New Comics on Pause — Green Hornet Omnibus Volume 1 Review
GREEN HORNET OMNIBUS
Published by Dynamite Entertainment
Covers by Alex Ross
Volumes 1 & 2
Written by Kevin Smith
Breakdowns by Phil Hester
Art by Jonathan Lau
Colors by Ivan Nunes with Bruno Hang & Adriano Lucas
Letters by Simon Bowland & Troy Peteri
Written by Phil Hester
Illustrated by Jonathan Lau
Colored by Ivan Nunes
Lettered by Troy Peteri
The Green Hornet will always have a special place in my heart. I remember watching syndicated episodes of the Green Hornet television series with my dad when I was a kid. Then toward the end of high school and all through college, I got into Kung-Fu movies. I was ecstatic when I eventually realized that Bruce Lee played Kato in the TV series. After that, I fell in love with Seth Rogan and Evan Goldberg’s movies, so I fully embraced their Green Hornet film. I’ll be the first to admit that it’s not the best movie, but I love it. Now as an adult who is trying to expand his comic book horizons, I return to the character of The Green Hornet once again.
Written by Kevin Smith (yes, that Kevin Smith) and Phil Hester (Green Arrow, Uncle Slam and Firedog) this omnibus collects the first three volumes of Dynamite Entertainment’s revamp of The Green Hornet. I find it interesting that the actual story told in the first two volumes was adapted by Hester from a movie script Smith had written many years before this comic debuted. From there, Hester takes on the full writing duties for the third volume. In this new take on The Green Hornet, Britt Reid (the original Hornet) and his chauffeur/sidekick Kato have retired after finally cleaning up the streets of Century City. Many years later, Reid is murdered by The Black Hornet, a new villain masquerading as the original hero. Reid’s son, Britt Jr. is forced to put aside his playboy lifestyle and take up the Green Hornet mantle in order to avenge his father’s murder and stop the Black Hornet.
This comic book pays a worthy tribute to the Green Hornet stories of the past. Smith excels at writing what I call “buddy dialogue” and that skill is on full display in this series. This writing element is a crucial component of making this comic series feel like past iterations of The Green Hornet. The quips are funny and any dialogue meant to move the plot forward or develop characters is clear and concise. Smith seems to have done a good job of not overwriting (something that can’t always be said about some of his films) and as such Hester is able to put together solid scripts for this series. Together both writers tell a compelling story, while getting out of the art team’s way. The dialogue in this series is good, but I love that a lot of the scenes are told mostly through visuals.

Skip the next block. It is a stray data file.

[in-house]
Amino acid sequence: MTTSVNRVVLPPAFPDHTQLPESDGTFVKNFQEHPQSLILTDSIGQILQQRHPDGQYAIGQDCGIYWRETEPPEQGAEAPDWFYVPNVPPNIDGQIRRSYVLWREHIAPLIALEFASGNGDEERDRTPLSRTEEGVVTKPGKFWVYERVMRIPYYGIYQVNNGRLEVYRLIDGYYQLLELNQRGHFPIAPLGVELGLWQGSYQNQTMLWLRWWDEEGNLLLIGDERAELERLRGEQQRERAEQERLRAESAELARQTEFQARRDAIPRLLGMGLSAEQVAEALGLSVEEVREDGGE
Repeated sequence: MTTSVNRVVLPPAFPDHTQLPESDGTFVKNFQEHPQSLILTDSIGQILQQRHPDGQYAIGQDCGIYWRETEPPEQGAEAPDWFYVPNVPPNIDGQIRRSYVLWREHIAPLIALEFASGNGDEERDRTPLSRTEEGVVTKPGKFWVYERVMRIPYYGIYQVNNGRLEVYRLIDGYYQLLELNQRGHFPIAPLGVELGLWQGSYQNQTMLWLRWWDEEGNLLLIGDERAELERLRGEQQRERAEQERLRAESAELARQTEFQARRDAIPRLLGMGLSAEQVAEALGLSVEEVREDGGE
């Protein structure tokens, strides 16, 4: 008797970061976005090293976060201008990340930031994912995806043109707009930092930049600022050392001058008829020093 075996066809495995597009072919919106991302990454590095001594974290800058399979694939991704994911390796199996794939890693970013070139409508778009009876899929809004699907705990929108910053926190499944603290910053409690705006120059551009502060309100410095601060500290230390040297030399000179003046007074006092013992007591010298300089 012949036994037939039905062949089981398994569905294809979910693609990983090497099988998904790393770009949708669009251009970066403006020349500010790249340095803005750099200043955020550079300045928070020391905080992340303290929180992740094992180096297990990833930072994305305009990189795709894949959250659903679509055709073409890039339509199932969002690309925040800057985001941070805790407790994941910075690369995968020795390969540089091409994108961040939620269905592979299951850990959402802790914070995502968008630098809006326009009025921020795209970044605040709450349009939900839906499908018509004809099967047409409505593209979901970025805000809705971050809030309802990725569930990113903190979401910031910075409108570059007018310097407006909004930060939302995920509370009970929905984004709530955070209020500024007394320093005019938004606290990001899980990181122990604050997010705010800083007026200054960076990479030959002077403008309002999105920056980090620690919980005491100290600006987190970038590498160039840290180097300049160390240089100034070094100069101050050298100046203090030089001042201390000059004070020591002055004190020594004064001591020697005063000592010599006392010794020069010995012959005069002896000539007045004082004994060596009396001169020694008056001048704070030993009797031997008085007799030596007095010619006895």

My favorite part about the original television series is the different fighting styles of Kato and The Green Hornet. We’ve all heard of comic book movies. Visually, this series is a movie comic book. Kato is a Kung-Fu master and Green Hornet is the classic brawler. While Kato is delivering roundhouse kicks and taking on multiple opponents at once, Green Hornet ducks the single bad guy’s haymaker and then lands a quick jab before ending the fight with a cross. These different fighting styles are on full display in the opening scene of this series, thanks to the artistic talents of Jonathan Lau. I loved the page layouts throughout all three volumes. Every page is interesting with a mixture of background and foreground perspectives and combinations of individual panels and full page spreads. Lau uses complex framing on each page, but it’s still easy for the reader to follow the flow from panel to panel. The art team’s color choices accentuate Lau’s illustrations, resulting in artwork that visually leaps off the page.
Dynamite’s Green Hornet comic has the same feel as the classic television series and the fun tone of the 2011 film. To top it all off, the action sequences are presented in a hybrid style that pays homage to the TV series while playing off the modernity of the movie. Reading this comic feels like watching a quality movie. It’s got action, comedy, and drama. The art team’s collaboration helps take all of these elements to the next level. If you’ve never experienced The Green Hornet, now’s your chance, as this omnibus is available to borrow from Hoopla.